As a documentary profiling the life of the man often referred to as the Formula One King, Netflix’s ‘A Life of Speed: The Juan Manuel Fangio Story’ can only be described as perfectly intriguing. That’s because it incorporates not just extensive archival footage but also first-hand accounts of individuals close to the matter to really let the reality behind Juan’s experiences shine through. It thus comes as no surprise the death of Daniel Urrutia is covered in this Francisco Macri-directed original as well — so now, if you wish to learn more about the same, we’ve got you covered.
Who Was Daniel Urrutia?
Although born in Mendoza, Argentina, on September 6, 1913, Daniel was actually residing in the wonderous city of San José de Balcarce (or simply Balcarce) by the time 1948 rolled around. The truth is the mechanic was wholly dedicated to providing for his family while also pursuing his racing passions, which is why he had become Juan Manuel Fangio’s “acompañante” a year prior. He had a loving, pregnant wife and two daughters to care for, yet everything unfortunately turned upside down during the 1948 Grand Prix of South America — from Buenos Aires to Caracas.
How Did Daniel Urrutia Die?
According to Juan’s own accounts, per the Netflix production, he and his co-driver Daniel had been facing several issues with both their vehicle as well as the tournament’s rules from the get-go. On the one hand, some regulations specified “the starting position of each stage of the race would vary depending upon general classification” despite how the driving teams finished prior. On the other, “the pinions and crown gear [of our vehicle] were worn away, and that cost us a lot of time… I had to drive on dirt roads and pass over the other cars and it was hard on our car.”
Therefore, following every long stint, Juan and Daniel spent quite some time working on their vehicle before heading off to relax, meaning they weren’t as comfortable as they would’ve liked. But things truly changed for the worse on the evening of October 28, 1948, when they were summoned by tournament officials with important news just as they were about to head to bed. They were told the next stage of the race would begin at 10 pm the same evening rather than at 5 in the morning owing to signs of a resolution attack, so they were essentially sleep deprived.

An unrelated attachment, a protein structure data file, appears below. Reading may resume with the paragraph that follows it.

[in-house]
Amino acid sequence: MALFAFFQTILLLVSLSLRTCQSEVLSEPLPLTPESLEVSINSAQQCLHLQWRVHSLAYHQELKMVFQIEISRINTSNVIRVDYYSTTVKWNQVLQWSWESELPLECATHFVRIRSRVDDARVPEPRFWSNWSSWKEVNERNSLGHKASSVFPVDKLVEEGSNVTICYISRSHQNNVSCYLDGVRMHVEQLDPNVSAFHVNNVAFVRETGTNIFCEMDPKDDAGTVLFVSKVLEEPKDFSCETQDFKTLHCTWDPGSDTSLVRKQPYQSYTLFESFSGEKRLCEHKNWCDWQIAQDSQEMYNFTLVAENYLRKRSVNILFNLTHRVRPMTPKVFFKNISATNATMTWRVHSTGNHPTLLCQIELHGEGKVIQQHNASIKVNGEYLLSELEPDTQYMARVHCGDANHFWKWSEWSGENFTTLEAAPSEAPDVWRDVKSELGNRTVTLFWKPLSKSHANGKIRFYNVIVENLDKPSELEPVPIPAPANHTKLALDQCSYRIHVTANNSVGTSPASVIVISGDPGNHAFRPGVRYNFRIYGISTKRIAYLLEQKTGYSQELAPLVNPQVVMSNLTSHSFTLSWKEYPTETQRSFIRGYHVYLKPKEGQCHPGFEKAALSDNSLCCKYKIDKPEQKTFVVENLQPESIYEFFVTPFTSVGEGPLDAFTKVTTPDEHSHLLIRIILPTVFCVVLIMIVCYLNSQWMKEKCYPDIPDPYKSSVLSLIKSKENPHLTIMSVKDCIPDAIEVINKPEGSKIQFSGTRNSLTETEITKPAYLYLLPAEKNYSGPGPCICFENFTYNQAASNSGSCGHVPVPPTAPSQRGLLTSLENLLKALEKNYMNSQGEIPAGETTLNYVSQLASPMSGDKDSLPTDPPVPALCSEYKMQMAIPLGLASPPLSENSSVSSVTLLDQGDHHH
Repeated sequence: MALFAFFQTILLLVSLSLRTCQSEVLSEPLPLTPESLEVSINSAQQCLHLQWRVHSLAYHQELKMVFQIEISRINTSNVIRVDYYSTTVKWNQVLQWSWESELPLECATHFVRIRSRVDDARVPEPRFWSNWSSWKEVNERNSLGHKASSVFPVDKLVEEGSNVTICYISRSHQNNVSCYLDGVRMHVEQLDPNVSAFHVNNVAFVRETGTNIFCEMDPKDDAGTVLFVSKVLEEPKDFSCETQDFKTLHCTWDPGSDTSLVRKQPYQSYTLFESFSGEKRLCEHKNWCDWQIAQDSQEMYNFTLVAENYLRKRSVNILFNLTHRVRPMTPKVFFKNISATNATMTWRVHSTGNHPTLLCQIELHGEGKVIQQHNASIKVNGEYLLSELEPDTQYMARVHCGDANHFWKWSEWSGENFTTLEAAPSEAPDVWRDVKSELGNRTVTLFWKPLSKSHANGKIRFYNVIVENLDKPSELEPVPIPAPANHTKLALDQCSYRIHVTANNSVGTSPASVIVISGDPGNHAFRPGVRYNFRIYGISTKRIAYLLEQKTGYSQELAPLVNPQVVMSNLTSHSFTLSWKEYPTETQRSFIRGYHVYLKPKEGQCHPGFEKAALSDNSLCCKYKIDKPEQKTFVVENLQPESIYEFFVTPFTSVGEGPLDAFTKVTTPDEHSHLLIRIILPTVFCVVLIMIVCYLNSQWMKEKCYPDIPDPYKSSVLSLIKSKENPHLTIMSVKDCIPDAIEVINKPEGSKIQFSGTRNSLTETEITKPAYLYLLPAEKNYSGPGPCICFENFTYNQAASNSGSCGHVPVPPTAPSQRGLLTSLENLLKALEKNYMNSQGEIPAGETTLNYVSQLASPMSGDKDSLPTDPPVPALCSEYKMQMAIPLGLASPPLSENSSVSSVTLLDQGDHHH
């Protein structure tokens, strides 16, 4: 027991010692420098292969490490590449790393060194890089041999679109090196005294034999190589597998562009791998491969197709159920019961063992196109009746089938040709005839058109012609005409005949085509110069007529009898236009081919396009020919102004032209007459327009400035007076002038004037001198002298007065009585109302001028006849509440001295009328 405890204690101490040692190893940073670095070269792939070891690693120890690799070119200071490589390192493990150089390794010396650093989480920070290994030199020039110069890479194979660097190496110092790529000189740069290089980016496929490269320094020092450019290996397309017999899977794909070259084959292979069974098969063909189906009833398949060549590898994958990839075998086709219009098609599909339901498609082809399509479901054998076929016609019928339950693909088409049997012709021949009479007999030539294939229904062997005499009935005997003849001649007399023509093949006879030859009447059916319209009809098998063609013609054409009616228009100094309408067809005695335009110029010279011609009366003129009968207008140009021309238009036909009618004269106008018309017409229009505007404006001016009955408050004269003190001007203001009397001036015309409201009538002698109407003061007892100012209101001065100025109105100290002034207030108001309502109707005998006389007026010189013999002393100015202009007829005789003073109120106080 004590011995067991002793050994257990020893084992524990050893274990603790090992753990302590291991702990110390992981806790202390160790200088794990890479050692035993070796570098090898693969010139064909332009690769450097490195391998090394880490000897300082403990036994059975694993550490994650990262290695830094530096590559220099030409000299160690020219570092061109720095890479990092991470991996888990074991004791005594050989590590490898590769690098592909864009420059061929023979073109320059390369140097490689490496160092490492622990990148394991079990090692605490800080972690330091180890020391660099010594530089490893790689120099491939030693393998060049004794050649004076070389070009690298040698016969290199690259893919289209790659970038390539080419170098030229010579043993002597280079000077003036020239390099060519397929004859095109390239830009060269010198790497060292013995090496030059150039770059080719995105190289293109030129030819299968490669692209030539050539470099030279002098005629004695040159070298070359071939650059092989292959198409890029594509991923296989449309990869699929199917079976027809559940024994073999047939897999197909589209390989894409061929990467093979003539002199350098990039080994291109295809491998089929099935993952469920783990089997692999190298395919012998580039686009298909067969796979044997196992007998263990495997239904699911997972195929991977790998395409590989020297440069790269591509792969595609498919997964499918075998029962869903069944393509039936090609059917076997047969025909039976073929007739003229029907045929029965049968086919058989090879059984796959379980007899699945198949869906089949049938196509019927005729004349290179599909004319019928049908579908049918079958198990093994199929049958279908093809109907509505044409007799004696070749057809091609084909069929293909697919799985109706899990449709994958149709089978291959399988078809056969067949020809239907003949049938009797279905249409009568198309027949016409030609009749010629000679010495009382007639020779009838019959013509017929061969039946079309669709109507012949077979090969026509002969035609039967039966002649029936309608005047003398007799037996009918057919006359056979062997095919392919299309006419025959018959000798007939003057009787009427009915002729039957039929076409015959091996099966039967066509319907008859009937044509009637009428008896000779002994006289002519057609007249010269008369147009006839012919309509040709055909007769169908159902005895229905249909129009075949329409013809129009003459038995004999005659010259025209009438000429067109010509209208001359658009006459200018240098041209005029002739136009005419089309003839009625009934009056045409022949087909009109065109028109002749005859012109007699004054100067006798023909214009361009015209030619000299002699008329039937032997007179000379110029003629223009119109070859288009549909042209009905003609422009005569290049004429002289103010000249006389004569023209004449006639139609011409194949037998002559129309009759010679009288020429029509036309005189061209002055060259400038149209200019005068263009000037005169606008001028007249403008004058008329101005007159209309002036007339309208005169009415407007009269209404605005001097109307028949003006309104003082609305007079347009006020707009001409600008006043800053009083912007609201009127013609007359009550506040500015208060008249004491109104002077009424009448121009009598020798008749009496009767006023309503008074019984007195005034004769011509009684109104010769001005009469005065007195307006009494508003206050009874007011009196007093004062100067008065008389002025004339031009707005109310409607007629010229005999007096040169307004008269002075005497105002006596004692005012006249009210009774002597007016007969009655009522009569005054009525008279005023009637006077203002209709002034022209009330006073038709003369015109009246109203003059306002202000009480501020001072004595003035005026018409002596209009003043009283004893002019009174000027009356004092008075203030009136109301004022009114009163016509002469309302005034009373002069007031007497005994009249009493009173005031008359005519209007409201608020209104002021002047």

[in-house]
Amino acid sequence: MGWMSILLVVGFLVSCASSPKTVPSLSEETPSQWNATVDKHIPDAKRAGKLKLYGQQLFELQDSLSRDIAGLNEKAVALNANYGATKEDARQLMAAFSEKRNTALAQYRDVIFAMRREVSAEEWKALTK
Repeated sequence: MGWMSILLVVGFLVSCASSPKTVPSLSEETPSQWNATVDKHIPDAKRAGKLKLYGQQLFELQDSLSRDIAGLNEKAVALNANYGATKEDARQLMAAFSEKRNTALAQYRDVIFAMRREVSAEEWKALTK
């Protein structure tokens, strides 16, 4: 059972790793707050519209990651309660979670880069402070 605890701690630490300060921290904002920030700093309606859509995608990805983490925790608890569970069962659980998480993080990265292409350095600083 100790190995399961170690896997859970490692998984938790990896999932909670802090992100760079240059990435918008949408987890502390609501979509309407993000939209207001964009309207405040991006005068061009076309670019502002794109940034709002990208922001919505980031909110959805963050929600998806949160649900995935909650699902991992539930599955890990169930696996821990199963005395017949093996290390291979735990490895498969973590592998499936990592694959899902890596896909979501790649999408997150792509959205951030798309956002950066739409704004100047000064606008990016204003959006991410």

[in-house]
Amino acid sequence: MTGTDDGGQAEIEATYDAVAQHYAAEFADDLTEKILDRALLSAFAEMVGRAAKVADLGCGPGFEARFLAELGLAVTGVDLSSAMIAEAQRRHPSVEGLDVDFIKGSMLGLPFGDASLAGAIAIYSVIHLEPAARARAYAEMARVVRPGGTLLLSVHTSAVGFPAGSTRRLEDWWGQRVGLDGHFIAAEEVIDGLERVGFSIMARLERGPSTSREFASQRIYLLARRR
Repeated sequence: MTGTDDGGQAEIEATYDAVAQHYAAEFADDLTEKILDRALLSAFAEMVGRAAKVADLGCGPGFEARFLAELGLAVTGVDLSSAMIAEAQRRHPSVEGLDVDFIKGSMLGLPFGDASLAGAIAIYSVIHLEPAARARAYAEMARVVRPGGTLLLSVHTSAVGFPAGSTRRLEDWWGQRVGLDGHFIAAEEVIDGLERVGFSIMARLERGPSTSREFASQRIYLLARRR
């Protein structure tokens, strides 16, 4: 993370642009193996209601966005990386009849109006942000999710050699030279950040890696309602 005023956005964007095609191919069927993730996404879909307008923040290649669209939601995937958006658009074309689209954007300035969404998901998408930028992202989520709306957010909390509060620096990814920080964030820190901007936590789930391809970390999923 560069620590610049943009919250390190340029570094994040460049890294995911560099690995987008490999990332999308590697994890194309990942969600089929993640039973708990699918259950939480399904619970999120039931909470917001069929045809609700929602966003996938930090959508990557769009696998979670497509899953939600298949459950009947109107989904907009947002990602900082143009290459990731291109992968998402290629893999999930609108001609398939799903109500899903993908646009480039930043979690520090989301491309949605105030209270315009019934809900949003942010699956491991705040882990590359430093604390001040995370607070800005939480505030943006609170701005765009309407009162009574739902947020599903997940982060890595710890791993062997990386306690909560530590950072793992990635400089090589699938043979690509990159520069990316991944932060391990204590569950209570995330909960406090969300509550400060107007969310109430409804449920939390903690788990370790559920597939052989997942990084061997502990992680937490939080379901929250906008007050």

Juan was driving right at the forefront as he left Lima with Daniel sitting right by his side, and then he maintained this placing by going fast despite it being near pitch black due to dense fog. He hence lost control of the car while attempting to pass through a left-hand bend near the village of Huanchaco at 87 miles per hour (140 kilometers per hour), leading to them tumbling down an embankment. Two fellow competitors thankfully stopped immediately to help the duo, especially as it was evident Daniel was thrown out through the windscreen while even Juan suffered injuries.
The race car driver fortunately survived after getting the necessary treatment for his neck wounds, yet Daniel ended up succumbing to his multiple cervical and basal skull fractures the same day. In other words, he passed away at 35 from the injuries sustained during the accidental crash on October 29, 1948, leaving behind a wife, two daughters, and a son born on December 4, the same year.
“I took the curve faster than I should [have] so I didn’t faint [fall asleep],” Juan later said, per the documentary film. “While the car was spinning and falling, I felt like it was a huge disaster; as if we were falling off a cliff, especially because my co-driver was thrown off the car along with the car door. That was my first accident. I thought I would never race again. Urrutia’s death… I caused that accident.” Nevertheless, he ultimately began working on getting out of his saddened state and was soon back on the road again, keeping Daniel alive through his races.
Read More: Juan Manuel Fangio II: Where is Juan Fangio’s Nephew Now?